Why Smart Objects May Be a Dumb Idea
Key Excerpts from Article on Website of New York Times
Posted: August 16th, 2015
A safe that tallies the cash that is placed in it. A sniper rifle equipped with advanced computer technology for improved accuracy. A car that lets you stream music from the Internet. All of these innovations sound great, until you learn the risks that this type of connectivity carries. Recently, two security researchers, sitting on a couch and armed only with laptops, remotely took over a Chrysler Jeep Cherokee speeding along the highway ... while a Wired reporter was driving. A hacked car is a high-profile example of what can go wrong with the coming Internet of Things objects equipped with software and connected to digital networks. The selling point ... is added convenience and better safety. In reality, it is a ... train wreck in privacy and security. That smart safe? Hackers can empty it with a single USB stick while erasing all [evidence] of their crime. That high-tech rifle? Researchers managed to remotely manipulate its target selection without the shooters knowing. The Internet of Things is also a privacy nightmare. Databases that already have too much information about us will now be bursting with data on the places weve driven, the food weve purchased and more. Last week, at Def Con, the annual information security conference, researchers set up an Internet of Things Village to show how they could hack everyday objects like baby monitors, thermostats and security cameras. Connecting everyday objects introduces new risks if done at mass scale. Once a hacker is in - she's in everywhere.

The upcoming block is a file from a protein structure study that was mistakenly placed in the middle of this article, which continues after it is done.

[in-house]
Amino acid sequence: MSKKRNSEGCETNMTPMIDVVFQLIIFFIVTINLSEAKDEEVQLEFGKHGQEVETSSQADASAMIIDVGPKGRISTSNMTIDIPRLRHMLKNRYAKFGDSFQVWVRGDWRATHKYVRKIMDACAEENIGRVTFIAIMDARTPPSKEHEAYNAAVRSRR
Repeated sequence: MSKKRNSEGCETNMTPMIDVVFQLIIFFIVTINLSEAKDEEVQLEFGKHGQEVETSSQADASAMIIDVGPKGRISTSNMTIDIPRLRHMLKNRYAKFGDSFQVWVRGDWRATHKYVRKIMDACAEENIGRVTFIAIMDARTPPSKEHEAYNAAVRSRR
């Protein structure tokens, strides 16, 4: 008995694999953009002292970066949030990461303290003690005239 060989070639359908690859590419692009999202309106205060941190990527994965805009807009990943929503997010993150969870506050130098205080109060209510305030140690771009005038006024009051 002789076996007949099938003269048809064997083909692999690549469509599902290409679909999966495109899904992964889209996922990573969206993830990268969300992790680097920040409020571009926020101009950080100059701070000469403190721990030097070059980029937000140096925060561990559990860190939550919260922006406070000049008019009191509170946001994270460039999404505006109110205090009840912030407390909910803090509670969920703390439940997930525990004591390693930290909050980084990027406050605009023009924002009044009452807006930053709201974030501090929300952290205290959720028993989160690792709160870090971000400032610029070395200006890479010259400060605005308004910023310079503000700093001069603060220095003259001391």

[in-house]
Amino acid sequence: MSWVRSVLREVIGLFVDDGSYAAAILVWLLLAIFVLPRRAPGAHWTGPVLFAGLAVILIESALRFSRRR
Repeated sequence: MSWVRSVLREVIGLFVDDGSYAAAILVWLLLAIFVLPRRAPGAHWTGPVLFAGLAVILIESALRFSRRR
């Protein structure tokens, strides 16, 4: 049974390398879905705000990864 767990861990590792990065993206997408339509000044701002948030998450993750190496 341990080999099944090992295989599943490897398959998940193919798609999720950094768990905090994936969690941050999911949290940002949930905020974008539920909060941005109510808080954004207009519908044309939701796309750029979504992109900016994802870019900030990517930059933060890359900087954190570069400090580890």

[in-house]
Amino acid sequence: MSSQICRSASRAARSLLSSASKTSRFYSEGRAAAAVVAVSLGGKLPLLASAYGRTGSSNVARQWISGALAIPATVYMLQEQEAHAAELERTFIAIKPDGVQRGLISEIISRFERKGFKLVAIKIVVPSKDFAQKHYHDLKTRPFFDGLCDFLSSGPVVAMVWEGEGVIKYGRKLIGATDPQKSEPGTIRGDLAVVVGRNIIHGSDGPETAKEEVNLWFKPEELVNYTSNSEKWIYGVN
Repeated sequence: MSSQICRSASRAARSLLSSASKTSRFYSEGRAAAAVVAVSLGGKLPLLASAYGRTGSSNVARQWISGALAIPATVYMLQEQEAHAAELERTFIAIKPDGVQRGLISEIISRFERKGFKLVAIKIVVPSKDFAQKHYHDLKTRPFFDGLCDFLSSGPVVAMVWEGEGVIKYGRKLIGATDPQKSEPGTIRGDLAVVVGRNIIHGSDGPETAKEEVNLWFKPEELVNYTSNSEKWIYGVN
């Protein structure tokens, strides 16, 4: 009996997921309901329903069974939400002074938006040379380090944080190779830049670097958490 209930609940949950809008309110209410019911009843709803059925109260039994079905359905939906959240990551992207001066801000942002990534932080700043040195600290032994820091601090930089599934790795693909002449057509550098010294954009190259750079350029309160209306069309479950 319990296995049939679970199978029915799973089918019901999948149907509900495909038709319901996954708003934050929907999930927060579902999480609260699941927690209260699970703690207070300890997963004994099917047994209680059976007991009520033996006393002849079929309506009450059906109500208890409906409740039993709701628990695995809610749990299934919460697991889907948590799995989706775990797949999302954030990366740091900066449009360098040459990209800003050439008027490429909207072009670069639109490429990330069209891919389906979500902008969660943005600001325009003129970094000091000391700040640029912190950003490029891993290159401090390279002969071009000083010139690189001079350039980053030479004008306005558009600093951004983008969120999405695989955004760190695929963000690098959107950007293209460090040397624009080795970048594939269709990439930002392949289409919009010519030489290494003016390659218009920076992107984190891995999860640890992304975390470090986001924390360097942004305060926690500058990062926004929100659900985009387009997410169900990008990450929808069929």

Note: Read how a hacked vehicle may have resulted in journalist Michael Hastings' death in 2013. The networked computerization of everyday objects means that these objects can spy on you, accelerating the disappearance of privacy in the name of convenience. What will happen when the "internet of things" expands to include microchip implants in people?